Meanwhile, Blue Ridge Concrete still owns the Murphy Hill Road property, but there is no word as to what is next for the company. Owner Mark Turner had no comment after the decision.

Look for full coverage in the May 21 issue of Xpress.

Brian Postelle, staff writer

A New Model For Growth

"A conspiracy against property rights? (An opinion letter from the Franklin Press)

Have you followed the Mountain Landscapes Initiative story in our local press? What great promises they make. We will have a neat, clean, orderly community, consisting of seven western counties, because participation by the people will make the laws MLI drafts righteous. Now here is the rest of the story.

The Lawrence Group from St. Louis, specializing in "New Urban Planning," will be conducting the meetings. Someone from St. Louis is supposed to tell us how to plan here in the mountains?

Let's be clear, they will be preparing land use plans that will impact our property rights. But how can environmental groups or non-government offices like Land Trust for the Little Tennessee, Western North Carolina Alliance, Preservation North Carolina, Cowee Community Development Organization, or even the Department of Transportation draft laws that affect us? What happened to the "peoples voice" concept. Are special interest groups like these appropriate to draft laws for us, the citizens and taxpayers? No, they are not!

We need to be clear-the central planning which MLI proposes is directly opposite to our present model of property rights and property management. Why are we being offered a new model when there is nothing wrong with the present one?



Central planning like this has been tried over and over but always comes to an unsatisfactory end. America was not founded on socialism.

All of this begs the question. Why did our commissioners pay Mountain Landscapes Initiative, a non-governmental organization, $10,000 to write laws that will have a serious impact on our property rights and not require any accountability? Further, MLI was not voted in so it cannot be vetoed out. Which, in my opinion, makes them very dangerous as they will be around indefinitely, chiseling away at our property rights.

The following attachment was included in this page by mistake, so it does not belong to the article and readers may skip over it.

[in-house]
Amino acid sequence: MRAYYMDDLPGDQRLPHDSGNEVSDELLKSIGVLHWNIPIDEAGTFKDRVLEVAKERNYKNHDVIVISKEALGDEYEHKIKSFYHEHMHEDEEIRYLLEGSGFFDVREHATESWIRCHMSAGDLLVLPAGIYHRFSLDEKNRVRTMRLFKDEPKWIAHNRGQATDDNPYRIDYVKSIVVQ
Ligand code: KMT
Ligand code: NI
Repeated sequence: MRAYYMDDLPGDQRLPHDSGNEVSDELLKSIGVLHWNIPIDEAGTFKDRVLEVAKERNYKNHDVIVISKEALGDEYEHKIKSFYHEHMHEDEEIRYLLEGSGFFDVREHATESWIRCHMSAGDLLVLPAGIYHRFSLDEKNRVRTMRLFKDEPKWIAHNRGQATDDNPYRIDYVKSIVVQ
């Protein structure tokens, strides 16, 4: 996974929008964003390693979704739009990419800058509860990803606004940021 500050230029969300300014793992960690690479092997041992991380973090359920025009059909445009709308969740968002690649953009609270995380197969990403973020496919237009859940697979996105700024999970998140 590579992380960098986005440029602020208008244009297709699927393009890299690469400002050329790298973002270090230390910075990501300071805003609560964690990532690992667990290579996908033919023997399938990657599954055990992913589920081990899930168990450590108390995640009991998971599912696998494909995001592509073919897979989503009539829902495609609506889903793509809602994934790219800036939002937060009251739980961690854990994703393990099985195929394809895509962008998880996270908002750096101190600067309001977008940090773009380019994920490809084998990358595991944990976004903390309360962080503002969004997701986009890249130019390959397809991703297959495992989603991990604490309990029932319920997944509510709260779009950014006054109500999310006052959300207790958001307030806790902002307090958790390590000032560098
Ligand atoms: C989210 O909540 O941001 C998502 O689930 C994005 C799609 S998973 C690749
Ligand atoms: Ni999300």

Norman Roberts

Franklin"

****************************************************
Thank you, Norman Roberts for taking the time to voice your concerns in the Franklin Press.
Without viewpoints such as yours we would not have the opportunity to have these discussions that the Mountain Landscapes Initiative is facilitating.

You ask, "Why are we being offered a new model when there is nothing wrong with the present one?"

Let's unpack that for a minute. First of all, lets talk about the "offering" of this new model. The Lawrence Group, based out of St. Louis, are only consultants. A consultant is someone who offers advice on an area of expertise, and it just so happens that the Lawrence Group are experts at architecture and planning. But we here in Western North Carolina are also consultants- we are experts at knowing the changes in the land- whether it is a natural change or a man-made one. That's why locals are involved in this process. While the Lawrence Group may be sophisticated and very savvy at the general principles of architecture and planning, we, the people of WNC, know what has and has not worked in this region for many generations. The end result, therefore, will not be an "offering" on the Lawrence Group's part of a new model, but a collaborative effort between experts in planning and experts of WNC to create this new model.